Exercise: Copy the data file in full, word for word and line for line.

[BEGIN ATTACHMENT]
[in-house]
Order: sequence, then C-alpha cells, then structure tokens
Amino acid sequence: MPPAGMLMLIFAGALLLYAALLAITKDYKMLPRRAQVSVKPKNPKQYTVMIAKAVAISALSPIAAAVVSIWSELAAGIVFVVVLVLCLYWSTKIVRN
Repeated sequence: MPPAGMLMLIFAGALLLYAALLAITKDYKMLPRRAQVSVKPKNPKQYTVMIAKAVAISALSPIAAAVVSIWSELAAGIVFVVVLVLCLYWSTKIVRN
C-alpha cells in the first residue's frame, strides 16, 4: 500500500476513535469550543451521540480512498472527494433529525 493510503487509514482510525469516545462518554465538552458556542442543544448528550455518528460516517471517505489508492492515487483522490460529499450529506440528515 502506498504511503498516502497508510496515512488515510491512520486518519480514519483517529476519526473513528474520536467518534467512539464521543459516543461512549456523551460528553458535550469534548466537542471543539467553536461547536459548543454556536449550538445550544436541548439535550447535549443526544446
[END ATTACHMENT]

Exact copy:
[in-house]
Order: sequence, then C-alpha cells, then structure tokens
Amino acid sequence: MPPAGMLMLIFAGALLLYAALLAITKDYKMLPRRAQVSVKPKNPKQYTVMIAKAVAISALSPIAAAVVSIWSELAAGIVFVVVLVLCLYWSTKIVRN
Repeated sequence: MPPAGMLMLIFAGALLLYAALLAITKDYKMLPRRAQVSVKPKNPKQYTVMIAKAVAISALSPIAAAVVSIWSELAAGIVFVVVLVLCLYWSTKIVRN
C-alpha cells in the first residue's frame, strides 16, 4: 500500500476513535469550543451521540480512498472527494433529525 493510503487509514482510525469516545462518554465538552458556542442543544448528550455518528460516517471517505489508492492515487483522490460529499450529506440528515 502506498504511503498516502497508510496515512488515510491512520486518519480514519483517529476519526473513528474520536467518534467512539464521543459516543461512549456523551460528553458535550469534548466537542471543539467553536461547536459548543454556536449550538445550544436541548439535550447535549443526544446